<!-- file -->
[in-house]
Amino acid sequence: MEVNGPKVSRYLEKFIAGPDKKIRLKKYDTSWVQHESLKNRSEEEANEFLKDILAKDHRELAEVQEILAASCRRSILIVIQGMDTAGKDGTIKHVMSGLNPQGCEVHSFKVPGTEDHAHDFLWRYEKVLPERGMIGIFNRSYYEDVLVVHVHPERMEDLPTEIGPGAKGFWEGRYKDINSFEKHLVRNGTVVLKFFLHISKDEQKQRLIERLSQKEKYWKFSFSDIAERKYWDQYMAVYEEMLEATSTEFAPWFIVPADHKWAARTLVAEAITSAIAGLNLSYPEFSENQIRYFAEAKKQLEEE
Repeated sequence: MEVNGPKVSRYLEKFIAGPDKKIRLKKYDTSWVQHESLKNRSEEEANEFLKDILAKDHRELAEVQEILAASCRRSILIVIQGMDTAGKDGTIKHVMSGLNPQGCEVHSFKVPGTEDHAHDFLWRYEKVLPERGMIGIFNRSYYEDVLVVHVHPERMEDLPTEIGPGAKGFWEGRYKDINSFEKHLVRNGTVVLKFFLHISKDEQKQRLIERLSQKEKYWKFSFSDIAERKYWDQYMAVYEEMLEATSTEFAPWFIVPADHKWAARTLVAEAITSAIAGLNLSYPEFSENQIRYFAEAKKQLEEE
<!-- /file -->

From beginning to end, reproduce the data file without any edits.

[in-house]
Amino acid sequence: MEVNGPKVSRYLEKFIAGPDKKIRLKKYDTSWVQHESLKNRSEEEANEFLKDILAKDHRELAEVQEILAASCRRSILIVIQGMDTAGKDGTIKHVMSGLNPQGCEVHSFKVPGTEDHAHDFLWRYEKVLPERGMIGIFNRSYYEDVLVVHVHPERMEDLPTEIGPGAKGFWEGRYKDINSFEKHLVRNGTVVLKFFLHISKDEQKQRLIERLSQKEKYWKFSFSDIAERKYWDQYMAVYEEMLEATSTEFAPWFIVPADHKWAARTLVAEAITSAIAGLNLSYPEFSENQIRYFAEAKKQLEEE
Repeated sequence: MEVNGPKVSRYLEKFIAGPDKKIRLKKYDTSWVQHESLKNRSEEEANEFLKDILAKDHRELAEVQEILAASCRRSILIVIQGMDTAGKDGTIKHVMSGLNPQGCEVHSFKVPGTEDHAHDFLWRYEKVLPERGMIGIFNRSYYEDVLVVHVHPERMEDLPTEIGPGAKGFWEGRYKDINSFEKHLVRNGTVVLKFFLHISKDEQKQRLIERLSQKEKYWKFSFSDIAERKYWDQYMAVYEEMLEATSTEFAPWFIVPADHKWAARTLVAEAITSAIAGLNLSYPEFSENQIRYFAEAKKQLEEE